Lead us, Loving Lord, even as we attempt to walk our own ways and claim that they are yours. The pathway of your love may not be the path we would choose for ourselves and yet we long to walk in your ways. Let your Spirit pull us into the vision and life of your love. Amen.

25 October 2005

With a selection from Luther's work on Galatians 6:2, we again look at the law of love.

The Law of Christ is the law of love. After redeeming and regenerating and constituting us as His church, Christ did not give us any new law except the law of mutual love [John 13:34): "A new command I give to you, that you love one another, even as I have loved you." To love doe not mean..., to wish one well, but to bear someone else's burden, that is to bear what is burdensome to you and what you would rather not bear. (LW 27, p.113)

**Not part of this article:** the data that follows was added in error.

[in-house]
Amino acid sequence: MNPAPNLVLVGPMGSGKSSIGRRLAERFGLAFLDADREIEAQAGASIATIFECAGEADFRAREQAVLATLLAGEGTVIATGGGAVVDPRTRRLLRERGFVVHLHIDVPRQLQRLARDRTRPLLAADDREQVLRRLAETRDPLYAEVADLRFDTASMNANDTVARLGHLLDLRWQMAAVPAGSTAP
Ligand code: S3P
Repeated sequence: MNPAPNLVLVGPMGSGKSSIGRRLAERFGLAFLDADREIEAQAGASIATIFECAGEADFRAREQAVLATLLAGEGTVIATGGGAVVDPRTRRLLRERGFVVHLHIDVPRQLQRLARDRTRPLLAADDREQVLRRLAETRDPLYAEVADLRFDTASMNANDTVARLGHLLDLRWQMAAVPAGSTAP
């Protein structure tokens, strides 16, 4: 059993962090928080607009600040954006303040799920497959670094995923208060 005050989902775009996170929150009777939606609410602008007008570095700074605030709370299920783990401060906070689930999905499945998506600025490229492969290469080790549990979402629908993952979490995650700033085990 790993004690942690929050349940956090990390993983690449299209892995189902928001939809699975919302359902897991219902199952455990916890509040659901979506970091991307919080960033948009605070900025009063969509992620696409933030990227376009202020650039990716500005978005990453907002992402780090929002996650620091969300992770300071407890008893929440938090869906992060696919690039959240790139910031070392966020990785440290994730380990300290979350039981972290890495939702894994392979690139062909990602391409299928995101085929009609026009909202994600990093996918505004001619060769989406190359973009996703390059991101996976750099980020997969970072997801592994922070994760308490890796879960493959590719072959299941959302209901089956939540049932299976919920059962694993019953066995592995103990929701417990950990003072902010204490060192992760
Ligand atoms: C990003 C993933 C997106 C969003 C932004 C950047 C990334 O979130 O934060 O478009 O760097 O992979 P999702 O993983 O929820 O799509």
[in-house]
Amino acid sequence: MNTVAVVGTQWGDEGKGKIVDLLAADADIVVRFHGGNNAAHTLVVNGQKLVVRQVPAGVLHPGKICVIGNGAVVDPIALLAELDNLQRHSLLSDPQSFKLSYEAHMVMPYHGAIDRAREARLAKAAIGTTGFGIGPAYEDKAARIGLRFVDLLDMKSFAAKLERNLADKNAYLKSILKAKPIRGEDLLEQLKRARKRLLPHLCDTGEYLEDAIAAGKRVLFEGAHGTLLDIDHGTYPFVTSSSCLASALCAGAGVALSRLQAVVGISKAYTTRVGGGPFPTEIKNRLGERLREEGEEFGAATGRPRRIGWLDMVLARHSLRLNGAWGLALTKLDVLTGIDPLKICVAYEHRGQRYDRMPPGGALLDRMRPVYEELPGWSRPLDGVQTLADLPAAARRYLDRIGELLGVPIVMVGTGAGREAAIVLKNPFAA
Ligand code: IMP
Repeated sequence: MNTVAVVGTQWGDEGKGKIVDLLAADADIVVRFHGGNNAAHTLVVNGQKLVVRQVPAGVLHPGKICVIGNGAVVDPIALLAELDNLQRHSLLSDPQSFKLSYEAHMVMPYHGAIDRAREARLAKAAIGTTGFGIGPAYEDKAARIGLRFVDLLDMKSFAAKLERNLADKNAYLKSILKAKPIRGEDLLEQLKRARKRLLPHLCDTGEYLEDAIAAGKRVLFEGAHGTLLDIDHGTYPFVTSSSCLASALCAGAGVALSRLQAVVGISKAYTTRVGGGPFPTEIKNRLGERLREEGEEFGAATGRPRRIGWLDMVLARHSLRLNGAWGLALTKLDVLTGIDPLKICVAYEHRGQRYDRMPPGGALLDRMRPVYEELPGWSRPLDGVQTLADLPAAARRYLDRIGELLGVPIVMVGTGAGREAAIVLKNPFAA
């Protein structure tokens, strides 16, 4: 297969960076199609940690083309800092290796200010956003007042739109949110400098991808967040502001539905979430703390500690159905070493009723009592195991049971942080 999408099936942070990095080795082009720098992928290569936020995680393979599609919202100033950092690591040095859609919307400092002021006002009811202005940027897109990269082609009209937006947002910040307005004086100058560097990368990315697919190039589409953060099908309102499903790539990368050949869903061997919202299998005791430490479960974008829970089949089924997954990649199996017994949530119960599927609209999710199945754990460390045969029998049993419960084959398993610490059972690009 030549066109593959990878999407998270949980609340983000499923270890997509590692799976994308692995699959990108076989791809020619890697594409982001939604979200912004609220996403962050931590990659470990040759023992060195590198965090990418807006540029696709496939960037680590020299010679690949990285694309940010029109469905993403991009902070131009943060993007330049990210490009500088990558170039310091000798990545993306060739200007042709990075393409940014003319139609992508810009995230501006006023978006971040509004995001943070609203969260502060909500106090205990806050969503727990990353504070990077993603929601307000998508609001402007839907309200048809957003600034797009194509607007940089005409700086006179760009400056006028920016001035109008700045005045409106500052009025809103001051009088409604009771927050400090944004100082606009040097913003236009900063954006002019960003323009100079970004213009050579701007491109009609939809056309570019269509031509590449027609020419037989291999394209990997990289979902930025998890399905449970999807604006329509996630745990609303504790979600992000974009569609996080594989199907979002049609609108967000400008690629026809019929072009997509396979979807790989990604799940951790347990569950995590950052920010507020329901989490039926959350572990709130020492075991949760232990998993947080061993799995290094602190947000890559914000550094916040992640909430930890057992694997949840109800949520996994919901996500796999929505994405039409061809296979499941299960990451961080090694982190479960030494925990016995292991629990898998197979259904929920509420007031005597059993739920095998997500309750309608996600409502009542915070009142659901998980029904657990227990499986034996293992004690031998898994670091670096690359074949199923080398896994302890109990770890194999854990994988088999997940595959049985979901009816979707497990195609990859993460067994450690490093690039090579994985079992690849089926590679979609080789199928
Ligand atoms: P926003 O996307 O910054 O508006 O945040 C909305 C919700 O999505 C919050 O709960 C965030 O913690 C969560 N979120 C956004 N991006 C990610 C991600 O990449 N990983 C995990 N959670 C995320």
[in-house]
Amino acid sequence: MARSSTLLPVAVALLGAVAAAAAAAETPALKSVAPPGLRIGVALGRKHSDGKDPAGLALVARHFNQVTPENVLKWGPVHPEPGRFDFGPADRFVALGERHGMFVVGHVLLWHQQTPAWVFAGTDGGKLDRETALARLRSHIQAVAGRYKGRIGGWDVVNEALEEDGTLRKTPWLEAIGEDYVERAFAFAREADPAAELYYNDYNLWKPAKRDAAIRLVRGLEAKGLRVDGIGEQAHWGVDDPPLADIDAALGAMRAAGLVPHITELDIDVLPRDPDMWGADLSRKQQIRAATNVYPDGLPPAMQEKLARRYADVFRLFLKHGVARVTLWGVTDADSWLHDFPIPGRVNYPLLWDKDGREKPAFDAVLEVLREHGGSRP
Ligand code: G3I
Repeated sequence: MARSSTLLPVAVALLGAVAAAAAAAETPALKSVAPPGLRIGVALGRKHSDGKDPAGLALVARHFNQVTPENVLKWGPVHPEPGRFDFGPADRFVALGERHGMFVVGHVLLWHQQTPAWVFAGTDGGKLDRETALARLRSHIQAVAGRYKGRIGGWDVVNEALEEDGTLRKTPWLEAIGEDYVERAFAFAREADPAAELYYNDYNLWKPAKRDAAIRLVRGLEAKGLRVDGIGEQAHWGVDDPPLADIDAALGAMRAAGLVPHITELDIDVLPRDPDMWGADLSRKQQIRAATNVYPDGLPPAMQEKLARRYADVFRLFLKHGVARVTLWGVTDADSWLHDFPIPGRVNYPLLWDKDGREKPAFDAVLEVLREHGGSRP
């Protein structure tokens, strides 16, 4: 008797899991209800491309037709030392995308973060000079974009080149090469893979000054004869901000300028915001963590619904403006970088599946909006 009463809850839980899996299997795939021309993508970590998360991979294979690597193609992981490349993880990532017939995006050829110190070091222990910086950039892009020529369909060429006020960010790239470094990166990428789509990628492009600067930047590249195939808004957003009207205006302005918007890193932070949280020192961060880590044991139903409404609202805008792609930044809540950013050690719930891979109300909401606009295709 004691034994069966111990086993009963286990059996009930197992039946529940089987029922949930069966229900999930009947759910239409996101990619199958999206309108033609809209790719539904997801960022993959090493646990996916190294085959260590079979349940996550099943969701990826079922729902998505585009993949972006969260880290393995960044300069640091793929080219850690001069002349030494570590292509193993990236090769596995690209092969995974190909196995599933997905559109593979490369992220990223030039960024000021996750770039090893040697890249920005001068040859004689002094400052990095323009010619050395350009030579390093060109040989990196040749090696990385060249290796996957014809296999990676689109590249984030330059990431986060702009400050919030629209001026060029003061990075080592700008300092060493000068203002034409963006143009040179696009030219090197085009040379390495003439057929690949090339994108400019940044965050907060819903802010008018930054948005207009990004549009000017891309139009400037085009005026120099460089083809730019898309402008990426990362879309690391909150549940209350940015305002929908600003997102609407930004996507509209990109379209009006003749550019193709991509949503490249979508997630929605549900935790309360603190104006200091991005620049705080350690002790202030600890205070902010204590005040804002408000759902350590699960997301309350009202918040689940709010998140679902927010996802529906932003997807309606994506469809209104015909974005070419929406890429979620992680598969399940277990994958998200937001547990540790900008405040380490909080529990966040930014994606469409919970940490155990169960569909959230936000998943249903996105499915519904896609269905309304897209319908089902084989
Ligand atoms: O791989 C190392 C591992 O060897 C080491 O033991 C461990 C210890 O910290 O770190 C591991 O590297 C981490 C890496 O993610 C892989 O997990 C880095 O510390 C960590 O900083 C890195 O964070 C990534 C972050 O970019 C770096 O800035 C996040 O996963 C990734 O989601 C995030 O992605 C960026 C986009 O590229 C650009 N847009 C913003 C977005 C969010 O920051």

After everything is done for that can be done for us...after we have been called and named as the beloved of Christ...after all that ever needs be done for us, we are free to love one another. Not before this...not in order to get something more. Rather, to love is to be exactly who we are in the light of the Christ. We love neighbor by making sure we are a part of the well-being of our neighbor. I find Luther's statement to be quite strong. We don't simply love another by doing things for the other person that are things we like to do. That is wonderful to do such things, but we are neighbors who love when we step in and do what we would rather not do and we do it for the benefit of the other. Sound quite like the way of the cross to me. This reminds me of the movie "Gandhi" in the scene when his wife is not willing to take her turn at cleaning the latrine. It is a job nobody likes to do. And yet, it is a job that must be done for the welfare of everyone. The scene was harsh and yet that kind of "taking up for others" that which we would rather leave to others is not an easy road. Most of the time, we need a mentor or other saints who help to make this Law of Christ - the rule among us.